ICA Miami Launch is Yet Another Reason to Leave New York in December

Pedro Reyes, Sanatorium

Pedro Reyes’ installation Sanatorium at the Whitechapel Gallery in London. (Courtesy of the artist)

Just in case you needed an excuse to make a trip to Miami this winter, the new Institute for Contemporary Art, Miami will open to the public on December 2 with exhibitions by artists Pedro Reyes and Andra Ursuta.

Ms. Ursuta’s collection of new work includes Soft Power 1 and 2 (2013), huge sculptures of fists made from quilted comforters. Mr. Reyes’ installation, Sanatorium, will transform the museum’s second floor into a clinic where non-professionals will interview, diagnose, and provide visitors with one of 16 types of therapy, like Gestalt or hypnosis. First staged at the Guggenheim in 2011, it’s a “democratization of therapy, a ‘psychological first aid,'” according to a statement from Reyes on his website. The Mexico City-based artist will be on hand to train volunteer therapists and pass on suggestions for visitors’ treatment during the exhibition’s opening week, which coincides with mega-show Art Basel Miami Beach from December 4 through 7.

“The exhibitions will seek to create a unique experience that’s both complementary to and distinct from the fair, and the city,” ICA Miami deputy director and chief curator Alex Gartenfeld told The Observer.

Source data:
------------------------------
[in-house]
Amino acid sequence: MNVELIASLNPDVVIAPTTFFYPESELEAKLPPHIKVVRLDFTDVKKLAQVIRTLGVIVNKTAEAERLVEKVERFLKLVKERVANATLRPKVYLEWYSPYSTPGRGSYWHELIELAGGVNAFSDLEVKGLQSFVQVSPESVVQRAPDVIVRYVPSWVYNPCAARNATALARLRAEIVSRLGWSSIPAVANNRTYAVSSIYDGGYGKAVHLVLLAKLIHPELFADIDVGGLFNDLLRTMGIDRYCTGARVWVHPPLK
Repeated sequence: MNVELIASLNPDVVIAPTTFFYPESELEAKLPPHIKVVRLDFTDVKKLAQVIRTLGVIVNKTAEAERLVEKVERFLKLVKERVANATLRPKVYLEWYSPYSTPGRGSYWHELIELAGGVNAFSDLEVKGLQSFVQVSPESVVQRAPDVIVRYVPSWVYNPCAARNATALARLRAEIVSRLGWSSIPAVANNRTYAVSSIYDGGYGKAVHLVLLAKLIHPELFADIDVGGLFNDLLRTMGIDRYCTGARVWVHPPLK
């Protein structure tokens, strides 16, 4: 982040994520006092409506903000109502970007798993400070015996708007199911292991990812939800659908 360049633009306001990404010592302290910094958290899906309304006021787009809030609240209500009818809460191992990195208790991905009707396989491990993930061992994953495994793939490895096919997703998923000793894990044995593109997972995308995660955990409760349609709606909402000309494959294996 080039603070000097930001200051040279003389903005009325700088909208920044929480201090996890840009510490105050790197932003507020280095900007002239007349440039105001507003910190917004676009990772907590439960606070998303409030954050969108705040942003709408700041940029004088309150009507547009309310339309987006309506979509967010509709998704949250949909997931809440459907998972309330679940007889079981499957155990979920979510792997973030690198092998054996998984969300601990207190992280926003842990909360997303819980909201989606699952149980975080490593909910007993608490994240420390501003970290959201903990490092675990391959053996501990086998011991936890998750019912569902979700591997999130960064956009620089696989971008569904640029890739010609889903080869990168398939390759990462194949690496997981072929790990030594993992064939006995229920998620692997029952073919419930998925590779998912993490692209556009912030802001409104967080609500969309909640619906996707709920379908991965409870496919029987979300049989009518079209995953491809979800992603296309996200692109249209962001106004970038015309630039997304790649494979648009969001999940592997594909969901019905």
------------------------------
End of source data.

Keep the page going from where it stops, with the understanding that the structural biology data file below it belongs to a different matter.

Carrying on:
ICA Miami’s opening comes after a dramatic spat between the board of the Museum of Contemporary Art, North Miami and the City of North Miami. In August, some MoCA staff announced their departure from the museum and their plans to reopen as ICA Miami in the Design District’s Moore Building.

Mr. Gartenfeld explained that ICA Miami hopes to set itself apart from the city’s art scene by focusing on emerging and experimental artists and commissioning new works. The opening exhibitions are also making use of the museum’s new 12,500-square foot space in the Moore Building, donated by Miami Design District Associates. Ms. Ursuta’s installations will be integrated into the architectural details found throughout the former furniture showroom’s atrium gallery, added Mr. Gartenfeld.

Last week ICA Miami rounded out its leadership with the appointment of new interim director Suzanne Weaver, the former curator of modern and contemporary art at the Speed Art Museum in Louisville, Kentucky. Ms. Weaver replaced Mr. Gartenfeld, who has moved into the position of deputy director and chief curator after previously serving as interim director of MoCA.

The inaugural exhibitions will run from December 3 to March 2015 and will be free to the public. Mr. Gartenfeld wouldn’t give specifics on how long admission will remain free, but said only that visitors wouldn’t have to pay as long as the museum stays in the Moore Building.

ICA Miami Launch is Yet Another Reason to Leave New York in December